33% of companies expose unsafe network services to the internet

The findings of a new report validate the correlation between poor network hygiene and the prevalence of wider security issues in the digital supply chain.

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A new report finds that 33% of companies within the digital supply chain expose common network services such as data storage, remote access, and network administration to the internet. As such, admins should either eliminate direct internet access or deploy compensating controls for when/if such services are required, according to the report by RiskRecon, a Mastercard company, and the cybersecurity research services firm Cyentia Institute.

The research is based on RiskRecon's assessment of millions of internet-facing systems across approximately 40,000 commercial and public institutions, the company said. Cyentia and RiskRecon analyzed the data in two ways: The direct proportion of internet-facing hosts running unsafe services, as well as the percentage of companies that expose unsafe services somewhere across their infrastructure.

The findings validate the correlation between unsafe network services and the prevalence of wider security issues in the digital supply chain, RiskRecon said.

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The research concludes that the impact is further heightened when vendors and business partners run unsafe, exposed services used by their digital supply chain customers, the company said.

"Blocking internet access to unsafe network services is one of the most basic security hygiene practices," said Kelly White, CEO and co-founder of RiskRecon, in a statement. "The fact that one-third of companies in the digital supply chain are failing at one of the most basic cybersecurity practices should serve as a wake-up call to executives and third-party risk management teams."

White added that IT and security teams "have a long way to go in hardening the infrastructure that we all depend on to safely operate our businesses and protect consumer data. Risk managers will be well served to leverage objective data to better understand and act on their third-party risk."

Further research findings include:

Direct internet access to database services should be prohibited or secured. Within the top three unsafe network services, data stores, such as S3 buckets and MySQL databases are the most commonly exposed.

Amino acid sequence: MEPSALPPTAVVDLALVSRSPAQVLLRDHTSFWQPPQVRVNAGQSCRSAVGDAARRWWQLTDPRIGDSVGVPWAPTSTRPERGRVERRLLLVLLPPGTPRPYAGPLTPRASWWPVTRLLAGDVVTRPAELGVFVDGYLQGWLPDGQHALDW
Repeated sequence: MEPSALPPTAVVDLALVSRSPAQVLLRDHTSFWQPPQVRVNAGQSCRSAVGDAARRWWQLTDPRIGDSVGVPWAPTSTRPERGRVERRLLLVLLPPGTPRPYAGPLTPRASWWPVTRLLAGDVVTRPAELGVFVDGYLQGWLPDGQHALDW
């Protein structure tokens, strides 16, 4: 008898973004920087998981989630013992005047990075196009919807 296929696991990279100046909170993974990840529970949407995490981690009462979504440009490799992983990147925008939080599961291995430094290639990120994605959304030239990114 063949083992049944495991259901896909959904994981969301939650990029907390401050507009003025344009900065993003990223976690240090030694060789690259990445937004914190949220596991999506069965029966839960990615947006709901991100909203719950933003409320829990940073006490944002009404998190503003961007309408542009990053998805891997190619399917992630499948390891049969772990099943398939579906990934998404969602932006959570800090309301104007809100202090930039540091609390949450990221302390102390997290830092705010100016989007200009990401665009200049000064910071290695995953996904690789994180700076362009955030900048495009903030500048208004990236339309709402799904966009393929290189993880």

Digital transformation and the shift to remote work needs to be considered. Remote access is the second most commonly exposed service; admins should consider restricting the accessibility of these services only to authorized and internal users.

Universities are woefully exposed. With a culture that boasts open access to information and collaboration, the education sector has the greatest tendency to expose unsafe network services on non-student systems, with nearly 52% of universities running unsafe services.

Global regions lack proper security posture. Countries such as Ukraine, Indonesia, Bulgaria, Mexico, and Poland confirm the highest rate of domestically hosted systems running unsafe services.

Beware of ElasticSearch and MongoDB. Firms that expose these services to the internet have a 4x to 5x higher rate of severe security findings than those who do not run on internet-facing hosts.

 • Unsafe services uncover other security issues. Failing to patch software and implement web encryption are two of the most prevalent security findings associated with unsafe services.

Following education, the sectors exposing unsafe services include agriculture (nearly 46%), hospitality (nearly 44%), and manufacturing (43%).

This research should help organizations struggling under pressure to conduct exhaustive and time-consuming security assessments of their external business partners, noted Jay Jacobs, partner and co-founder of Cyentia Institute.

"Similar to how medical doctors diagnose illnesses through various outward signs exhibited by their patients, third-party risk programs can perform quick, reliable diagnostics to identify underlying cybersecurity ailments,'' Jacobs said in a statement. "Not only is the presence of unsafe network services a problem in itself, but the data we examined in this report also shows that they're a symptom of broader problems."

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